As Detroit mosquitoes bit me unrelentingly, Riet Schumack walked me around and introduced me to Gwen Shivers, a resident of Brightmoor for close to 30 years who works as a daycare provider. We stopped to admire “Ms. Gwen’s Edible Playscape Garden,” which is obviously intended for kids. But Shivers admits to sitting and having her morning coffee on a hay bale inside a semi-circle of corn stalks and sunflowers. A few blocks from the Edible Playscape I got to check out a greenhouse on aluminum skids that can slide over different parts of a large community garden next to the home of Bill and Billie Hickey, who, like Schumack, came to Brightmoor from a more stable section of the city as an act of religious faith. Then it was on to the garden of Jessica Kenward and her husband, who built a two-foot high permaculture berm around the four lots they have under cultivation. The Kenwards, who have “a covenant to refrain from using heavy equipment against the land,” hope to start a CSA in which some of the neighborhood gardeners will contribute crops that the Kenwards don’t want to grow. Schumack also showed me some fruit trees that had been planted in a vacant lot next door to the home of Myra Jesse, a lady truck driver.

“Some of the most beautiful birds that I’ve ever seen, some that I’ve never seen, come in my yard, sing in my window,” she tells me. “And butterflies, too. It opened up paradise for the birds and butterflies, is what it did.” It’s a welcome bit of cheer in a section of Detroit where good houses get stripped by metal scavengers if left unattended for three days.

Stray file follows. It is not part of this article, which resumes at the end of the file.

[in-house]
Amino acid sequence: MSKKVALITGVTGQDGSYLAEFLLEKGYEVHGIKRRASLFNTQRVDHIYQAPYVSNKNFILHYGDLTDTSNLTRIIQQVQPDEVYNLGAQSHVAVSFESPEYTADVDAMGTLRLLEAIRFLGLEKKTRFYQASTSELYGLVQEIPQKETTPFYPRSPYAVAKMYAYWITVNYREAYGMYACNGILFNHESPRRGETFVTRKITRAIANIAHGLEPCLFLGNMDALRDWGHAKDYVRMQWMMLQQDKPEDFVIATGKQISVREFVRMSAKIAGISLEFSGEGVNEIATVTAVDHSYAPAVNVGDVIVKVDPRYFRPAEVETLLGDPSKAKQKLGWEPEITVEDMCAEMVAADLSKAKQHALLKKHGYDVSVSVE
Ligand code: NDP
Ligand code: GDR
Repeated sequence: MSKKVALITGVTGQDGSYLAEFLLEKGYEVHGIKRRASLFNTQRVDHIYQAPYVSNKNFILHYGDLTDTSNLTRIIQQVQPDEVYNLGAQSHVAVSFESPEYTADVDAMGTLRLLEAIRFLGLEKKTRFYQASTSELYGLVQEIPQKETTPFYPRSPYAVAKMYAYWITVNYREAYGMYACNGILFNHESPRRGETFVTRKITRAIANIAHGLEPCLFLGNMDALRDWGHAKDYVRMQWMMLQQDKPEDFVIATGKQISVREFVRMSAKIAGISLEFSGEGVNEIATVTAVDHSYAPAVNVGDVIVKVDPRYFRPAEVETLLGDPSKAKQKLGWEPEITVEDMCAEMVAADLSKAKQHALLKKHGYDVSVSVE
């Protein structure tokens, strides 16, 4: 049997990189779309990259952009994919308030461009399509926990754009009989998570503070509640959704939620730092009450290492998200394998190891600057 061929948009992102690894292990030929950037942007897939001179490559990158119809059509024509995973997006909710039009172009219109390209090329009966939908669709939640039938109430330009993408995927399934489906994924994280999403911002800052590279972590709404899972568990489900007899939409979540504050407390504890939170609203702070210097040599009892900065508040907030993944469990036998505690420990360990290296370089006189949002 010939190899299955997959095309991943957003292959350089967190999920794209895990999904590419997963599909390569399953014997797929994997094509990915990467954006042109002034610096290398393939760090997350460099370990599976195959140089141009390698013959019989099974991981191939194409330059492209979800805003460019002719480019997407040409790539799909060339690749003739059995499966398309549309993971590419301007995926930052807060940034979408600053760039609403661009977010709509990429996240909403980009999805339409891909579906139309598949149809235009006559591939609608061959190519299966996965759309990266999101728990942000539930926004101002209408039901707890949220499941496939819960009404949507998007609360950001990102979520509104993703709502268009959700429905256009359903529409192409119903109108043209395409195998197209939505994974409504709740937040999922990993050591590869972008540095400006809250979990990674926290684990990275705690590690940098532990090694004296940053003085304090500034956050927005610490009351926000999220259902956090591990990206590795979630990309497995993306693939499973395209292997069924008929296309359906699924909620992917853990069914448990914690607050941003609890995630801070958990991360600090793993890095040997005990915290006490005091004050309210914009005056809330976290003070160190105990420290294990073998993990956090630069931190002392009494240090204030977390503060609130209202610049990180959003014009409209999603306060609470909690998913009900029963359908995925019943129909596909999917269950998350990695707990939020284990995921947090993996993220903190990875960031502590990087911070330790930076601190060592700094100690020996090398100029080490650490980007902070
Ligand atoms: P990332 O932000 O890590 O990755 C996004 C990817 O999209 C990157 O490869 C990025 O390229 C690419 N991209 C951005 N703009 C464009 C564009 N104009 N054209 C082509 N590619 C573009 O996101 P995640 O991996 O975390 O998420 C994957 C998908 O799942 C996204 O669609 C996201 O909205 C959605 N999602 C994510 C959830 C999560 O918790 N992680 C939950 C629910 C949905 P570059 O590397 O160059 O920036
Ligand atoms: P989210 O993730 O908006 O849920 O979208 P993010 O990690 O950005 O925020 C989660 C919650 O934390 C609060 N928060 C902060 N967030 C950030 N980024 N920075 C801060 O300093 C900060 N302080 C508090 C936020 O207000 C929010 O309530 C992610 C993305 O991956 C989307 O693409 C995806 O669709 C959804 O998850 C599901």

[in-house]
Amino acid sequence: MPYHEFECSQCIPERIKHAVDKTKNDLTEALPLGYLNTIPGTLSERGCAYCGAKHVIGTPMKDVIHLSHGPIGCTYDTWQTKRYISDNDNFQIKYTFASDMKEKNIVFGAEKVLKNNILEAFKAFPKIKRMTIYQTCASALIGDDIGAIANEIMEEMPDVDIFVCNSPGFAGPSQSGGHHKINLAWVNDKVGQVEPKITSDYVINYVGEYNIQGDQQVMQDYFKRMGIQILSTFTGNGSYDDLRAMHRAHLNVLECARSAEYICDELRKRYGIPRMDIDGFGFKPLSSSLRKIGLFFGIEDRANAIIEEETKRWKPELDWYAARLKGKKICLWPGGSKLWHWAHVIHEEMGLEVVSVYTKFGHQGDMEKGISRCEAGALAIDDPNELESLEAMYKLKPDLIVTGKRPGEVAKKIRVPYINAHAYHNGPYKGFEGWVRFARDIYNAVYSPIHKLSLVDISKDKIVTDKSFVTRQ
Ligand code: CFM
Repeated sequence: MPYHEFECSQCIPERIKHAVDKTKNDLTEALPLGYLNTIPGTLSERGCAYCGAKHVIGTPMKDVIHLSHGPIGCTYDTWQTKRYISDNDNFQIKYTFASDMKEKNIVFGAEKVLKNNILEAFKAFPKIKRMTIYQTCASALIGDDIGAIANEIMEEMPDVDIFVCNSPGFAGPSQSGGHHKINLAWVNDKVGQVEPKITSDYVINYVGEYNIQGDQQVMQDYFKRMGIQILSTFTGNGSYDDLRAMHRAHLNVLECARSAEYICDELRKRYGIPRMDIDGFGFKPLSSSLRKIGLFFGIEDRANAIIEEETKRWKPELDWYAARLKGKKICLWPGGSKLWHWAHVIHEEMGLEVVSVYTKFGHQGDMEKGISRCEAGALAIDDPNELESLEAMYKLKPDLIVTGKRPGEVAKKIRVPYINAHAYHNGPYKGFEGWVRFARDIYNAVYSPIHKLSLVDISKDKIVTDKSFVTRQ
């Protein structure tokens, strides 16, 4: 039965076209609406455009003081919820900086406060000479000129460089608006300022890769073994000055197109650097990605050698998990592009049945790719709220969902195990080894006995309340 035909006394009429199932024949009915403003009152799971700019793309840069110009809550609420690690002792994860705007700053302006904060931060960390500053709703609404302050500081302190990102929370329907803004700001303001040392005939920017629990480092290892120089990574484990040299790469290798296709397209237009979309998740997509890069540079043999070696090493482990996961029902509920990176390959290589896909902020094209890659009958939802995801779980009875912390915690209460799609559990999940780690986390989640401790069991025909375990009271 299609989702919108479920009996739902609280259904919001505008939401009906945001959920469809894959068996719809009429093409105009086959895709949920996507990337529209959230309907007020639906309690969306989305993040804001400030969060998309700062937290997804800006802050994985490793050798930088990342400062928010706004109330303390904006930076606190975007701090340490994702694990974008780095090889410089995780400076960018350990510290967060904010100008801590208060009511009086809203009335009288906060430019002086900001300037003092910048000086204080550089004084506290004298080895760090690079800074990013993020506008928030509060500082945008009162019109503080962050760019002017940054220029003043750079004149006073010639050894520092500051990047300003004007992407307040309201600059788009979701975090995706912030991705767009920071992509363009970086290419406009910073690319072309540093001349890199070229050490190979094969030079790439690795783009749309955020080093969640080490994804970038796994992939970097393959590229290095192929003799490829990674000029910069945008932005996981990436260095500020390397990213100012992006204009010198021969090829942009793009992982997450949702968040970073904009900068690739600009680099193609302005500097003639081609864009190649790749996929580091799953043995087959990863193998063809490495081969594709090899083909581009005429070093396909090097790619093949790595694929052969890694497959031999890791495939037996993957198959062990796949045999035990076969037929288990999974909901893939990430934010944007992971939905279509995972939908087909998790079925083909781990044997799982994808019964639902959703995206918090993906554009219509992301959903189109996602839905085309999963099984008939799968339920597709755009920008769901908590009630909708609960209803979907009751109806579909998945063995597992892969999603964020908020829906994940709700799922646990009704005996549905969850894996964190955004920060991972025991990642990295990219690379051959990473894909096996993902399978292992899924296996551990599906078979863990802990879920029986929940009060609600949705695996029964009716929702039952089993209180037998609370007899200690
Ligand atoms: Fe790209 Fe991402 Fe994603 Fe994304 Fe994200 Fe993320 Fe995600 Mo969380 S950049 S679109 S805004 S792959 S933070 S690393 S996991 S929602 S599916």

Back in the Farnsworth neighborhood, where drug dealers and gangs are as resilient as weeds, an urban homestead stands as a testament to what can happen when copious amounts of sweat equity are combined with cheap land. The home of Andrew Kemp, his wife and two teenage daughters has rainbow stripes painted on the side. Before I get a chance to walk around the seven city lots that comprise their garden, two of Kemp’s four hens greet me on the sidewalk. These city chickens are free to roam around a property with no fences. Kemp, a tall, lanky 41 year-old public school teacher, explains that one of the chickens had discovered a raspberry patch and taught her compatriots how to get to it.

“We have raspberry-fed free range chickens,” he joked. When his wife Kinga Osz-Kemp, a native of Hungary, isn’t silk-screening T-shirts for her Ink In Bloom web site, she makes an herbal salve out of beeswax from the Farnsworth co-operative bee hives and herbs, mostly comfrey and calendula, from her lush garden.

“I try to use as much of what’s here as I can,” she says. “I honor the things around me that are feeding me: the bees and the herbs. It’s important to me to do something good with them and to know that people benefit from them.”

I walk into a shack made out of discarded shipping pallets, where a ton of garlic is drying. Sometimes the garlic is traded for pizza. Kinga boasts the family never has to buy garlic, honey, or eggs. How many city dwellers can say that?

Andrew Kemp surveys his urban oasis and declares: “It could never happen in another city. It’s ridiculous to think of this much land. And, really, everyone in Detroit could have this much land. It’s kinda crazy, you know. There are very few houses that have another house next to them. So everyone can have at least an extra yard. That’s really the gift of Detroit.”

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Bio: Jon Kalish is a contributor to MAKE magazine and a special contributor to He also covers the DIY beat for National Public Radio.

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Jon Kalish is a Manhattan-based radio reporter, podcast producer and newspaper writer. He's reported for NPR for more than 30 years.